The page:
Today's post is a little plain Jane, (as far as I know), in that it's just a review of our classes' derivation of the boundary conditions for the electrical displacement field at an interface between two materials. Here's a question. Does anyone know of anything, cool or clever to take away from the following derivation? At the moment, it seems necessary, but not tantalizing.

First, we'll need the Divergence Theorem, (picture 1),

Given the above tools, and starting with a boundary between two materials, and the typical pillbox, (picture 2),

where delta A is the area of the top and bottom of the box, n is the unit vector normal to the top of the pillbox and the pillbox straddles the boundary between the two materials. In the end we'll let the sides of the pillbox shrink to zero, pulling the two faces of the pillbox onto the interface, so the volume is zero.

We're using Gauss's Law, (picture 3),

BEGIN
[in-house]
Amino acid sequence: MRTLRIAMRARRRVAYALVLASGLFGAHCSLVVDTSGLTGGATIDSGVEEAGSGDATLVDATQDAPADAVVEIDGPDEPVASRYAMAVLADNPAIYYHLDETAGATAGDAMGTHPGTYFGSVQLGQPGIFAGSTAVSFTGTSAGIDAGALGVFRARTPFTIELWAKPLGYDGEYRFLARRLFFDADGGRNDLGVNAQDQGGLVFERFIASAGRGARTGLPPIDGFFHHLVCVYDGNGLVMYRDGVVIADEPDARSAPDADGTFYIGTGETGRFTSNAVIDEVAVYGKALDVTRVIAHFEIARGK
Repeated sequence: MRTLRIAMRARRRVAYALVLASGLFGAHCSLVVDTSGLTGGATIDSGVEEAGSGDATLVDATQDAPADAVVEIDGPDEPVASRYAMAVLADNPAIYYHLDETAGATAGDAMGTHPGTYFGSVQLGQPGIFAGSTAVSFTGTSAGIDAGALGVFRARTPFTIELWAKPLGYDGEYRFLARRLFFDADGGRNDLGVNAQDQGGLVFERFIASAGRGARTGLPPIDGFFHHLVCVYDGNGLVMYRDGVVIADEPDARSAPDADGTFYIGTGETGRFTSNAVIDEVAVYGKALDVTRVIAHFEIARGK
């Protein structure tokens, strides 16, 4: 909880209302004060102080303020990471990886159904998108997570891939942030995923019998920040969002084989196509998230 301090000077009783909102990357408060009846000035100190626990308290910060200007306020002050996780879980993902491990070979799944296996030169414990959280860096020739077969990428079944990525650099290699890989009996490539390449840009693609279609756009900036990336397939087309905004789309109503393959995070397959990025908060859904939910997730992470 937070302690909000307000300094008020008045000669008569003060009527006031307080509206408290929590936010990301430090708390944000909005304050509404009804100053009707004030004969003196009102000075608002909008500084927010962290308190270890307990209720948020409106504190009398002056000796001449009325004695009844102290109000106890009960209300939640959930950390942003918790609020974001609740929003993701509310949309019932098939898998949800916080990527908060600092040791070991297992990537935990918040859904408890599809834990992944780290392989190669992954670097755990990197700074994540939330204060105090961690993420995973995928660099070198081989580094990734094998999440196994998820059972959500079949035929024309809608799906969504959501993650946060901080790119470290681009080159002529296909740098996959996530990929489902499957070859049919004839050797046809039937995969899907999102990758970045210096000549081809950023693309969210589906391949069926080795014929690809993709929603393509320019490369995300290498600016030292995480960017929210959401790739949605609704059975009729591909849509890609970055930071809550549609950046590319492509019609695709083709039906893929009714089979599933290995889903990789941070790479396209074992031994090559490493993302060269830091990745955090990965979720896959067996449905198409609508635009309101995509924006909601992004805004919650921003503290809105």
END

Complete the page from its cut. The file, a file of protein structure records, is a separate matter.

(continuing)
where rho is the surface charge density and D is the displacement field. Taking the volume of both sides we wind up at, (picture 4),:

This is where the divergence theorem comes in to get rid of the volume integral on the left, (picture 5),

while at the same time letting the box walls shrink to nothing, (arbitrarily squat), the charge enclosed in the pillbox becomes just a surface charge density on the pillbox and the integral of the displacement field normal to the bounding surface is just the difference of the normal components of the displacement fields on the two sides of the boundary as seen in the above formula. This finally gives a condition that must be met between the two displacement fields on opposite sides of the boundary, (picture 6):

**References:**

Stokes' Theorem:

http://en.wikipedia.org/wiki/Stokes%27_theorem

**Picture of the Day:**

From 1/20/13 |

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